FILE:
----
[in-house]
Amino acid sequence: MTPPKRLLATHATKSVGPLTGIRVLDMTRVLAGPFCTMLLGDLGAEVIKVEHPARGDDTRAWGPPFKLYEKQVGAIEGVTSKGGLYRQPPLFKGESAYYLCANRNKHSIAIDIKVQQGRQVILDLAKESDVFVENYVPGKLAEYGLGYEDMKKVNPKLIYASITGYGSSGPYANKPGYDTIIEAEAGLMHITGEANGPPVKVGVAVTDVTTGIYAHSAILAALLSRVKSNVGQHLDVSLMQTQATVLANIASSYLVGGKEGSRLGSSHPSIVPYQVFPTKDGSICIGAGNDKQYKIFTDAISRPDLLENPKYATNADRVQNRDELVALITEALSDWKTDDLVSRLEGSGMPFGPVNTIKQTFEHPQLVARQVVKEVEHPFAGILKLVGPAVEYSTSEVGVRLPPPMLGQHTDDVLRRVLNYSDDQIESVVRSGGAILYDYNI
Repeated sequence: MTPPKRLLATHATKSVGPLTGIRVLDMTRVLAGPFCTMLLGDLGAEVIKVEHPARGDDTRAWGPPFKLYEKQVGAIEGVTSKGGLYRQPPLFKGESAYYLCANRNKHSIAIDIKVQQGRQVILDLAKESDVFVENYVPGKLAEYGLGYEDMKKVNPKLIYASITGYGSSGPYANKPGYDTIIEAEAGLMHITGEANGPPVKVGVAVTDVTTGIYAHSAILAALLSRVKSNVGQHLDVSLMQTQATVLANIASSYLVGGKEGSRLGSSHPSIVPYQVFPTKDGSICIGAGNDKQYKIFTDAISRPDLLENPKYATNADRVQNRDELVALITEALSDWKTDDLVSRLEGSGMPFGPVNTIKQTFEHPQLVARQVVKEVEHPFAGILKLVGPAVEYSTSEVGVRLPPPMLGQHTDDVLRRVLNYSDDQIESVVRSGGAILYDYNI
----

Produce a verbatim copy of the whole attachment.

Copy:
[in-house]
Amino acid sequence: MTPPKRLLATHATKSVGPLTGIRVLDMTRVLAGPFCTMLLGDLGAEVIKVEHPARGDDTRAWGPPFKLYEKQVGAIEGVTSKGGLYRQPPLFKGESAYYLCANRNKHSIAIDIKVQQGRQVILDLAKESDVFVENYVPGKLAEYGLGYEDMKKVNPKLIYASITGYGSSGPYANKPGYDTIIEAEAGLMHITGEANGPPVKVGVAVTDVTTGIYAHSAILAALLSRVKSNVGQHLDVSLMQTQATVLANIASSYLVGGKEGSRLGSSHPSIVPYQVFPTKDGSICIGAGNDKQYKIFTDAISRPDLLENPKYATNADRVQNRDELVALITEALSDWKTDDLVSRLEGSGMPFGPVNTIKQTFEHPQLVARQVVKEVEHPFAGILKLVGPAVEYSTSEVGVRLPPPMLGQHTDDVLRRVLNYSDDQIESVVRSGGAILYDYNI
Repeated sequence: MTPPKRLLATHATKSVGPLTGIRVLDMTRVLAGPFCTMLLGDLGAEVIKVEHPARGDDTRAWGPPFKLYEKQVGAIEGVTSKGGLYRQPPLFKGESAYYLCANRNKHSIAIDIKVQQGRQVILDLAKESDVFVENYVPGKLAEYGLGYEDMKKVNPKLIYASITGYGSSGPYANKPGYDTIIEAEAGLMHITGEANGPPVKVGVAVTDVTTGIYAHSAILAALLSRVKSNVGQHLDVSLMQTQATVLANIASSYLVGGKEGSRLGSSHPSIVPYQVFPTKDGSICIGAGNDKQYKIFTDAISRPDLLENPKYATNADRVQNRDELVALITEALSDWKTDDLVSRLEGSGMPFGPVNTIKQTFEHPQLVARQVVKEVEHPFAGILKLVGPAVEYSTSEVGVRLPPPMLGQHTDDVLRRVLNYSDDQIESVVRSGGAILYDYNI